Summary of report content
Healthwatch East Sussex undertook a survey of people’s experiences of using NHS 111 to gain further insight about this service. They received 82 responses.
Respondents’ experiences of NHS 111 were very mixed. Over half felt NHS 111 had resolved their needs, but nearly two in five did not.
The most common rating of NHS 111 was ‘Poor’ (28%), but 22% rated it as ‘Excellent. The average rating was 3.1 out of 5.
Users appreciated access to 24/7 support, especially when GPs and other services were closed. Verbal advice, clinical call backs and referrals were especially valued.
Respondents had mixed views on the standard triage questions asked by call handlers, some viewing this as a barrier.
Speed of response was a key issue, with half of respondents rating this as Poor/Very Poor. This included initial contact, call backs and onward referrals to other services.
Two-thirds of people indicated they were Likely/Very Likely to use the service again
Three-quarters of respondents accessed NHS 111 directly, with the remainder referred by others. The most common referrers being GPs, the Ambulance Service and pharmacies.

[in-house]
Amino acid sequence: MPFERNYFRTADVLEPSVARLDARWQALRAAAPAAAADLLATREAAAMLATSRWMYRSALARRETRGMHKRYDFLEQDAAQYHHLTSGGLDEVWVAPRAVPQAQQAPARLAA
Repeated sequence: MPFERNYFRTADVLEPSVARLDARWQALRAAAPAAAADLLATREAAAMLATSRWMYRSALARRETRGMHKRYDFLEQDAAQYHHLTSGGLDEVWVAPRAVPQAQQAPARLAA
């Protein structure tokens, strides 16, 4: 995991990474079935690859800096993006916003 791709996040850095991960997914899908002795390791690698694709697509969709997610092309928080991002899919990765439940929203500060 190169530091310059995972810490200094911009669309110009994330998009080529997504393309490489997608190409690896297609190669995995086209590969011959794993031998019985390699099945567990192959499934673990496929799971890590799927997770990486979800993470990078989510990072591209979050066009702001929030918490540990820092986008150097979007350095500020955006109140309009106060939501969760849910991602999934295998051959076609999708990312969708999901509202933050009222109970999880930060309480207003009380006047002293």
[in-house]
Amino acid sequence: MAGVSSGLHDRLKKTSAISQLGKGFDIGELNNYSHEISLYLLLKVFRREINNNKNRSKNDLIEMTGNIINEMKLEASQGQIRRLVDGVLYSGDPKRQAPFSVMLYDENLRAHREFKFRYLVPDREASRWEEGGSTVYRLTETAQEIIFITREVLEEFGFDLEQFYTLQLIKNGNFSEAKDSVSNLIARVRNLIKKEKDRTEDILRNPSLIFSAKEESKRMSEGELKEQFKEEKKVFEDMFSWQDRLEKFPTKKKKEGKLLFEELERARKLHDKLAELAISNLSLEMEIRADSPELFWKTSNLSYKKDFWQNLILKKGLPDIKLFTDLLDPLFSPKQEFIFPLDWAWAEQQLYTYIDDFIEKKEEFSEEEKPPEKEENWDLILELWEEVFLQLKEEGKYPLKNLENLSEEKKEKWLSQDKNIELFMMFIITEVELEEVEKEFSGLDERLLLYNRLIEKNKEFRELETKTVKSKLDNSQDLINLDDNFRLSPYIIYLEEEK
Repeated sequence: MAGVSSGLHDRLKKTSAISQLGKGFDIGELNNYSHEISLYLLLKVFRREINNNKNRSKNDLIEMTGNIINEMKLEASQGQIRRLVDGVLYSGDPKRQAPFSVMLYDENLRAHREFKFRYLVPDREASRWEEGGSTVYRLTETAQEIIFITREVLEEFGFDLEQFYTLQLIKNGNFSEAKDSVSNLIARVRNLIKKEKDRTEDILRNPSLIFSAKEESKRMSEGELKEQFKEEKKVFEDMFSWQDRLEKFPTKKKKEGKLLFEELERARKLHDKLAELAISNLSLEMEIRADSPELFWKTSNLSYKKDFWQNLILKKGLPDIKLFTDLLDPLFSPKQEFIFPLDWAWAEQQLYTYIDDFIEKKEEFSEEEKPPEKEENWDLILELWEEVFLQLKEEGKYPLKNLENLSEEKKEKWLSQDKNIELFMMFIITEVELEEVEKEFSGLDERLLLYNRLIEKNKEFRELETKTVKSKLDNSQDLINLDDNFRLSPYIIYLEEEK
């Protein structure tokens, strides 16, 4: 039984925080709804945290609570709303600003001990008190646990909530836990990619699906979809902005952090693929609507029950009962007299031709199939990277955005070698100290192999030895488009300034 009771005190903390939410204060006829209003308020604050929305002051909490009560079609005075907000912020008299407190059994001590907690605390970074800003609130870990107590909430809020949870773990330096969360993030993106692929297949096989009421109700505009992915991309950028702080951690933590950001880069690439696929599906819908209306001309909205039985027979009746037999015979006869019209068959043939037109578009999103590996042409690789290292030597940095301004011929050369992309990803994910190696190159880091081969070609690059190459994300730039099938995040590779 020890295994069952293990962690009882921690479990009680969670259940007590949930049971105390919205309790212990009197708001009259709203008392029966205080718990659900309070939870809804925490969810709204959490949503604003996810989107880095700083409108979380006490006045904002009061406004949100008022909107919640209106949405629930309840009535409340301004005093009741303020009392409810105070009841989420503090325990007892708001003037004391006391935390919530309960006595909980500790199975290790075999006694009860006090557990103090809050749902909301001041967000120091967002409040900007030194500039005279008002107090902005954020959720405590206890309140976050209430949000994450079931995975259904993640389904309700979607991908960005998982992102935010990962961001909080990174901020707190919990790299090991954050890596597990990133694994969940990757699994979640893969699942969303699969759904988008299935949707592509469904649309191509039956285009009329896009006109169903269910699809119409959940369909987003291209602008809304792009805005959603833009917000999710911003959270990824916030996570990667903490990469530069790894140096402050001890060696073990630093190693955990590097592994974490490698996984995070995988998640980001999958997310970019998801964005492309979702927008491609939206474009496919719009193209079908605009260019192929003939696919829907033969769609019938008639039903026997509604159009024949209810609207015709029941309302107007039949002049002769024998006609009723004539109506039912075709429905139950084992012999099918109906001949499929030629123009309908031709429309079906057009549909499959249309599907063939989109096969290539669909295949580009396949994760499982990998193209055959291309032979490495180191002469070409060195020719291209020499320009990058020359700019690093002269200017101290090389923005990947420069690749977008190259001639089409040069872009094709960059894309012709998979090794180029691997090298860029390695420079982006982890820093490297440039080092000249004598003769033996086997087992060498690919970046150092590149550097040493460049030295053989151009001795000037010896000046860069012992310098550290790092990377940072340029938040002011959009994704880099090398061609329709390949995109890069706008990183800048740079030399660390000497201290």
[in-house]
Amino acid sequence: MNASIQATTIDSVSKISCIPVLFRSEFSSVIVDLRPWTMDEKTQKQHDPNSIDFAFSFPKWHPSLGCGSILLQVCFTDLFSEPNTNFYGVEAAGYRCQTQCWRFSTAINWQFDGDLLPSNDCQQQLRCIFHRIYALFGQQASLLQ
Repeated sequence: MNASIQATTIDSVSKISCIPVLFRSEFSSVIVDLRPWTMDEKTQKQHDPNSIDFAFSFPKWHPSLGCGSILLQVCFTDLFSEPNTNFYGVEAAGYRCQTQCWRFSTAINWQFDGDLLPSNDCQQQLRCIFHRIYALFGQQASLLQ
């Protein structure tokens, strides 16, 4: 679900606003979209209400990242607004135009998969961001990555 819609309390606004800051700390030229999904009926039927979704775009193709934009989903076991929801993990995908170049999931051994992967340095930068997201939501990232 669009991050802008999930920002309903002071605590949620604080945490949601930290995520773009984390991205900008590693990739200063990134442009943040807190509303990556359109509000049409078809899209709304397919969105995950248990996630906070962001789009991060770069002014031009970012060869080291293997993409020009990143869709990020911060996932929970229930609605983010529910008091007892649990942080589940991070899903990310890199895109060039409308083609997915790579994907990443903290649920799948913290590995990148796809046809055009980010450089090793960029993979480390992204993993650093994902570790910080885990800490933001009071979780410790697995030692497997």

Two-thirds of NHS 111 users were referred or signposted to other services. The services most referred or signposted to were Emergency Departments, the Ambulance Service and GPs.
The services most accessed by people who felt NHS 111 had not or could not resolve their needs were their own GP, the Ambulance Service and Emergency Departments.
Responses suggest that there is a reasonable likelihood that a high proportion of NHS 111 users will end up using GP, Emergency Departments and Ambulance Services. This is a combination of NHS 111 referral, and direct access where users feel NHS 111 has not met their needs.
The report contains five recommendations and a response from the provider